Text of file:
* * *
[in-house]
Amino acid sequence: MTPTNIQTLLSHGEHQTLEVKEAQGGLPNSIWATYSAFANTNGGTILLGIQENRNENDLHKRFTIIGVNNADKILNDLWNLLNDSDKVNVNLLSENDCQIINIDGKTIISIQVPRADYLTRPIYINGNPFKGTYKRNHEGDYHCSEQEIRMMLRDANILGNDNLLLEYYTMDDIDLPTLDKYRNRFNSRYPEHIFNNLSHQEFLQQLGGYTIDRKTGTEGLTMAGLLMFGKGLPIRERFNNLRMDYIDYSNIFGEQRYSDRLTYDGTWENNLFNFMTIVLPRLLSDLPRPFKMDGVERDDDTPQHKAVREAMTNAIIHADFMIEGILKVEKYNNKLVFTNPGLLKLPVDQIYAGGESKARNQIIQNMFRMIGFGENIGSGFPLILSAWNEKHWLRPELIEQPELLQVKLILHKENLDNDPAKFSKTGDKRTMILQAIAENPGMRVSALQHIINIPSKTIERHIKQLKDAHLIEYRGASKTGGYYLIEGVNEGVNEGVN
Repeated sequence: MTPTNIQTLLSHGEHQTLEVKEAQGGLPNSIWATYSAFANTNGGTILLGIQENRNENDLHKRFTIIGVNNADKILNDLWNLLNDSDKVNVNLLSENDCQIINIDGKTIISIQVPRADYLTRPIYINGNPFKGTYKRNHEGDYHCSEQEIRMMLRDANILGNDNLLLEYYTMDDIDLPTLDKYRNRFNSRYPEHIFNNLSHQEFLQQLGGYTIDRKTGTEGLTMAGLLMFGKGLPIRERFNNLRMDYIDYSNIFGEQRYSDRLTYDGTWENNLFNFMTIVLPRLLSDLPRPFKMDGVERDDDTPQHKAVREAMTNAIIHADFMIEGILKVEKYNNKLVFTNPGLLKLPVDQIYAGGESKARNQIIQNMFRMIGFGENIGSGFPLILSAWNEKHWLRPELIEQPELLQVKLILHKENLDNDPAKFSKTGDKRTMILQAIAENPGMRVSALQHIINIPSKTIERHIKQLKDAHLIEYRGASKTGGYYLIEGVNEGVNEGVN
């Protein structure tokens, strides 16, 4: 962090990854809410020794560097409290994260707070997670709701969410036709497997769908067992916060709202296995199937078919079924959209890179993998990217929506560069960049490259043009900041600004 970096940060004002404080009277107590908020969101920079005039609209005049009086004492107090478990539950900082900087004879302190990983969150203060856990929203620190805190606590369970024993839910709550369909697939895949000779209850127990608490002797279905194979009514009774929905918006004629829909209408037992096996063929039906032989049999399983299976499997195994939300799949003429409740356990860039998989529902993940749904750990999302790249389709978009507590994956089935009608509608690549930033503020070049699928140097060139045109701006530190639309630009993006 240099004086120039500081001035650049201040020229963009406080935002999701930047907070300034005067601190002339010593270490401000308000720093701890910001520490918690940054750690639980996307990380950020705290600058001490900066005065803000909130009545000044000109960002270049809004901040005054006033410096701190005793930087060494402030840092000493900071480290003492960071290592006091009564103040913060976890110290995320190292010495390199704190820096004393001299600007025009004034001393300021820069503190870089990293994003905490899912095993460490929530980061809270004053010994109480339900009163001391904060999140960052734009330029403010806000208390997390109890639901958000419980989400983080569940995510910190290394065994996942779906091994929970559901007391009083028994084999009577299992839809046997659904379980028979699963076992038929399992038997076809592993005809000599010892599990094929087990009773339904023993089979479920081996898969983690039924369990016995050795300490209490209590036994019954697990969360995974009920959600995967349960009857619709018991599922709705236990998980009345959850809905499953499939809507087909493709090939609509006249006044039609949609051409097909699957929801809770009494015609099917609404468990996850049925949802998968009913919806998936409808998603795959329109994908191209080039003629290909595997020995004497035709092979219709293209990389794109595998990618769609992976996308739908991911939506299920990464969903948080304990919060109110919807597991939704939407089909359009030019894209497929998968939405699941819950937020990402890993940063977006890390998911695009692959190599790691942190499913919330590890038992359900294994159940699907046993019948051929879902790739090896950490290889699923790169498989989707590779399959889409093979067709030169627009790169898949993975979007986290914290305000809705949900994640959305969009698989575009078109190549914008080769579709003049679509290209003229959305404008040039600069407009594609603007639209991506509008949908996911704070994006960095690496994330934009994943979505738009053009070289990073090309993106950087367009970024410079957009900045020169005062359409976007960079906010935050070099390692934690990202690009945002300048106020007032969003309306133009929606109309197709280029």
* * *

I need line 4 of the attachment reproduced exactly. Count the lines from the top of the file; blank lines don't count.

């Protein structure tokens, strides 16, 4: 962090990854809410020794560097409290994260707070997670709701969410036709497997769908067992916060709202296995199937078919079924959209890179993998990217929506560069960049490259043009900041600004 970096940060004002404080009277107590908020969101920079005039609209005049009086004492107090478990539950900082900087004879302190990983969150203060856990929203620190805190606590369970024993839910709550369909697939895949000779209850127990608490002797279905194979009514009774929905918006004629829909209408037992096996063929039906032989049999399983299976499997195994939300799949003429409740356990860039998989529902993940749904750990999302790249389709978009507590994956089935009608509608690549930033503020070049699928140097060139045109701006530190639309630009993006 240099004086120039500081001035650049201040020229963009406080935002999701930047907070300034005067601190002339010593270490401000308000720093701890910001520490918690940054750690639980996307990380950020705290600058001490900066005065803000909130009545000044000109960002270049809004901040005054006033410096701190005793930087060494402030840092000493900071480290003492960071290592006091009564103040913060976890110290995320190292010495390199704190820096004393001299600007025009004034001393300021820069503190870089990293994003905490899912095993460490929530980061809270004053010994109480339900009163001391904060999140960052734009330029403010806000208390997390109890639901958000419980989400983080569940995510910190290394065994996942779906091994929970559901007391009083028994084999009577299992839809046997659904379980028979699963076992038929399992038997076809592993005809000599010892599990094929087990009773339904023993089979479920081996898969983690039924369990016995050795300490209490209590036994019954697990969360995974009920959600995967349960009857619709018991599922709705236990998980009345959850809905499953499939809507087909493709090939609509006249006044039609949609051409097909699957929801809770009494015609099917609404468990996850049925949802998968009913919806998936409808998603795959329109994908191209080039003629290909595997020995004497035709092979219709293209990389794109595998990618769609992976996308739908991911939506299920990464969903948080304990919060109110919807597991939704939407089909359009030019894209497929998968939405699941819950937020990402890993940063977006890390998911695009692959190599790691942190499913919330590890038992359900294994159940699907046993019948051929879902790739090896950490290889699923790169498989989707590779399959889409093979067709030169627009790169898949993975979007986290914290305000809705949900994640959305969009698989575009078109190549914008080769579709003049679509290209003229959305404008040039600069407009594609603007639209991506509008949908996911704070994006960095690496994330934009994943979505738009053009070289990073090309993106950087367009970024410079957009900045020169005062359409976007960079906010935050070099390692934690990202690009945002300048106020007032969003309306133009929606109309197709280029």